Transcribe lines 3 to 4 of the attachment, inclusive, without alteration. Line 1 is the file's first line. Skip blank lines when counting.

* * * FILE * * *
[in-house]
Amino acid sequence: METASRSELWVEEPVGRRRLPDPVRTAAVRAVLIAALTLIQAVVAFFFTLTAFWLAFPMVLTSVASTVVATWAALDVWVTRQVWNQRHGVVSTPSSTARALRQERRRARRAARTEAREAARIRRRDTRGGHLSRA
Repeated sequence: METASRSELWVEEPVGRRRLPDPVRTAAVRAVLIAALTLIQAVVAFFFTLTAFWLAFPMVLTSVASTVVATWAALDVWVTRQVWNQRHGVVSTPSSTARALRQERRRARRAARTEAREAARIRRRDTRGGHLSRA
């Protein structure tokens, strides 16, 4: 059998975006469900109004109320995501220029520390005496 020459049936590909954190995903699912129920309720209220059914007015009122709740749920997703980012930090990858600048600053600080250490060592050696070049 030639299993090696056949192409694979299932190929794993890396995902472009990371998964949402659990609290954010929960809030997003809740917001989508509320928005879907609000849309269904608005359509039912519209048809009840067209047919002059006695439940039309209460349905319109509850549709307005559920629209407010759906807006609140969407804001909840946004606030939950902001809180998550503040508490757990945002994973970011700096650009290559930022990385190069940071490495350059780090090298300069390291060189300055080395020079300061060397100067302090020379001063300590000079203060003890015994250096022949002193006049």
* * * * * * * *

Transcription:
Repeated sequence: METASRSELWVEEPVGRRRLPDPVRTAAVRAVLIAALTLIQAVVAFFFTLTAFWLAFPMVLTSVASTVVATWAALDVWVTRQVWNQRHGVVSTPSSTARALRQERRRARRAARTEAREAARIRRRDTRGGHLSRA
């Protein structure tokens, strides 16, 4: 059998975006469900109004109320995501220029520390005496 020459049936590909954190995903699912129920309720209220059914007015009122709740749920997703980012930090990858600048600053600080250490060592050696070049 030639299993090696056949192409694979299932190929794993890396995902472009990371998964949402659990609290954010929960809030997003809740917001989508509320928005879907609000849309269904608005359509039912519209048809009840067209047919002059006695439940039309209460349905319109509850549709307005559920629209407010759906807006609140969407804001909840946004606030939950902001809180998550503040508490757990945002994973970011700096650009290559930022990385190069940071490495350059780090090298300069390291060189300055080395020079300061060397100067302090020379001063300590000079203060003890015994250096022949002193006049």